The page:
Better choices, even small ones, can have positive health impact

Published 12:41 pm Monday, June 26, 2017

By Jamie Ness

Many folks look at a trainer and see a robot who only cares about dumbbells and protein shakes or wonder what their secret could be.

The truth is, health and fitness are the result of a series of choices to be made each day.

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So many people don’t take the first step to a healthier lifestyle because the destination or goal seems so far off and so hard to achieve.

As you know, all journeys start with a single step.

Louis and Clark didn’t skip ahead to the end of their journey, and you can’t either.

Just like Louis and Clark, your journey must contain thousands of little steps in the right direction if you are to reach your destination.

Let’s look more closely at how the little things add up.

Let’s say every day for two years you consumed one Oreo cookie. We will use two years since the Louis and Clark expedition took more than two years to complete. Each Oreo contains about 53 calories and there are 365 days in one year. At 53 calories a day for 365 day for two years, that equals 38,690 calories consumed. A pound of fat is equivalent to 3,500 calories, so 38,690 calories is equal to 11 pounds of fat.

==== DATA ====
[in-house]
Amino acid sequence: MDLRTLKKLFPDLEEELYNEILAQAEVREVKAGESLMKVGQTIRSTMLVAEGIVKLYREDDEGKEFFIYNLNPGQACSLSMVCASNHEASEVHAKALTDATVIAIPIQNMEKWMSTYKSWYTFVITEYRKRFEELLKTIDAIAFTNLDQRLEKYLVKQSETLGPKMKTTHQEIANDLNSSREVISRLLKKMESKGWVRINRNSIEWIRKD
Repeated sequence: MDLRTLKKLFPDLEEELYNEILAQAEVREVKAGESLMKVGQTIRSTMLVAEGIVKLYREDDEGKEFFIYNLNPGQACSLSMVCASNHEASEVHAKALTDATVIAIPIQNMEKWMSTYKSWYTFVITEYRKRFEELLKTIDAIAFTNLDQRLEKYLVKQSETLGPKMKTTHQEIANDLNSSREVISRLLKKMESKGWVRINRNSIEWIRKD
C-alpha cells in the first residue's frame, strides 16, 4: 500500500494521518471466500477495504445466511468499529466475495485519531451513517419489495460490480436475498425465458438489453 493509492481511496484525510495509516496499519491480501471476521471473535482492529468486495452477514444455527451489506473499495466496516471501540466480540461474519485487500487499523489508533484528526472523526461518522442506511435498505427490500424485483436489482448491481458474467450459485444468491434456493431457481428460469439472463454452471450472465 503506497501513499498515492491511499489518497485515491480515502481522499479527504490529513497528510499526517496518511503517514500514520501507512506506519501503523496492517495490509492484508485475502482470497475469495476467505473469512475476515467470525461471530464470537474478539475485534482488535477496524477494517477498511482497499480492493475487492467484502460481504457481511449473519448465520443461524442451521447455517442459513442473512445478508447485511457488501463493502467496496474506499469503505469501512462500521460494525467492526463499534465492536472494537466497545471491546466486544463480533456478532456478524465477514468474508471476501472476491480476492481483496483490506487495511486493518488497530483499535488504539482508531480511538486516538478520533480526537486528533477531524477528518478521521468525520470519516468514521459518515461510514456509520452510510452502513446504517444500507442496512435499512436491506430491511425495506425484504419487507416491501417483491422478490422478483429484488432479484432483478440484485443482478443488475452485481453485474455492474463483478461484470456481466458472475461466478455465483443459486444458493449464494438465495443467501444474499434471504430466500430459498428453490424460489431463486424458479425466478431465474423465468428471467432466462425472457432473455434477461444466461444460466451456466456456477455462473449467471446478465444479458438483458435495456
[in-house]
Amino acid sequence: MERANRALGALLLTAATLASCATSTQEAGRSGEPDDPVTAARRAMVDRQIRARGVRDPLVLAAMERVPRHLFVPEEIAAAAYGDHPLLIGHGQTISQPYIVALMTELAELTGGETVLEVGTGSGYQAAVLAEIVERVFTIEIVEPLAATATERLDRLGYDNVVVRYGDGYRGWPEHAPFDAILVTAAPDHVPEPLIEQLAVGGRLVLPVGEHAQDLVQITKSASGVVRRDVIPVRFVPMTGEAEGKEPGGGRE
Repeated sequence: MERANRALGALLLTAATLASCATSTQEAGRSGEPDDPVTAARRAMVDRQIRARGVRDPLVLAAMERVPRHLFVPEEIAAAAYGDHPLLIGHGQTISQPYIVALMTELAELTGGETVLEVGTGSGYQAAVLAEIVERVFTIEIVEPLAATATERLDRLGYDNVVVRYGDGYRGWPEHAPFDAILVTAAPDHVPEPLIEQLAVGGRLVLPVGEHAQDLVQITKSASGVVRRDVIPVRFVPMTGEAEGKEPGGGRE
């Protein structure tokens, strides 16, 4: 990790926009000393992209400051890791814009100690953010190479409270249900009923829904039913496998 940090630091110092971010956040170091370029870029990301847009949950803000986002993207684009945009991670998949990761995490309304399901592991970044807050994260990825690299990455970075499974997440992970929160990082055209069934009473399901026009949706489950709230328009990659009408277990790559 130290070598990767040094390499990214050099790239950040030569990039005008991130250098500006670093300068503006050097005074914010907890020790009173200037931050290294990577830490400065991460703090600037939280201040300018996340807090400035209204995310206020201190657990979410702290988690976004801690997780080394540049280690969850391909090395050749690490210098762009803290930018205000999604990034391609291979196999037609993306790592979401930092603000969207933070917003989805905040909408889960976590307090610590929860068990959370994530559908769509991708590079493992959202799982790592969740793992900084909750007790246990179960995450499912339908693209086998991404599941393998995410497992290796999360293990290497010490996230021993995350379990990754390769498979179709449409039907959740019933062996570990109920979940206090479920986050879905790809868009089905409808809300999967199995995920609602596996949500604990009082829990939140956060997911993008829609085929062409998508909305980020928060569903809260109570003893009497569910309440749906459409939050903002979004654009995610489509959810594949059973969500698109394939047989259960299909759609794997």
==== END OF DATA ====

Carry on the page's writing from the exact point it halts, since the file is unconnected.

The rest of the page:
Now, let’s consider that instead of eating a cookie every single day for two years, you went for a 5-minute walk at a normal pace. That would burn about 28 calories for a 170-pound person. Using the same math as above, that equal 20,440 calories burned int two years, or about six pounds of fat.

As you can see, consuming just a tiny amount less each day, combined with exercising just a tiny bit more each day could result in a 17-pound positive swing in your weight in two years.

Start making good choices every day, even if they are small choices.

If passing on that one cookie, and taking that little 5-minute walk around the neighborhood are worth 17 pounds, then get started today.

Jamie Ness has been personal trainer since 2013, and currently provides services at the College Park gym in Winchester. He has nine years of track and field/cross country coaching experience ranging from middle school to NCAA Division I. He is an NSCA certified strength and conditioning specialist and received his master’s degree in kinesiology and health promotion from the University of Kentucky in 2012. For more information, visit or email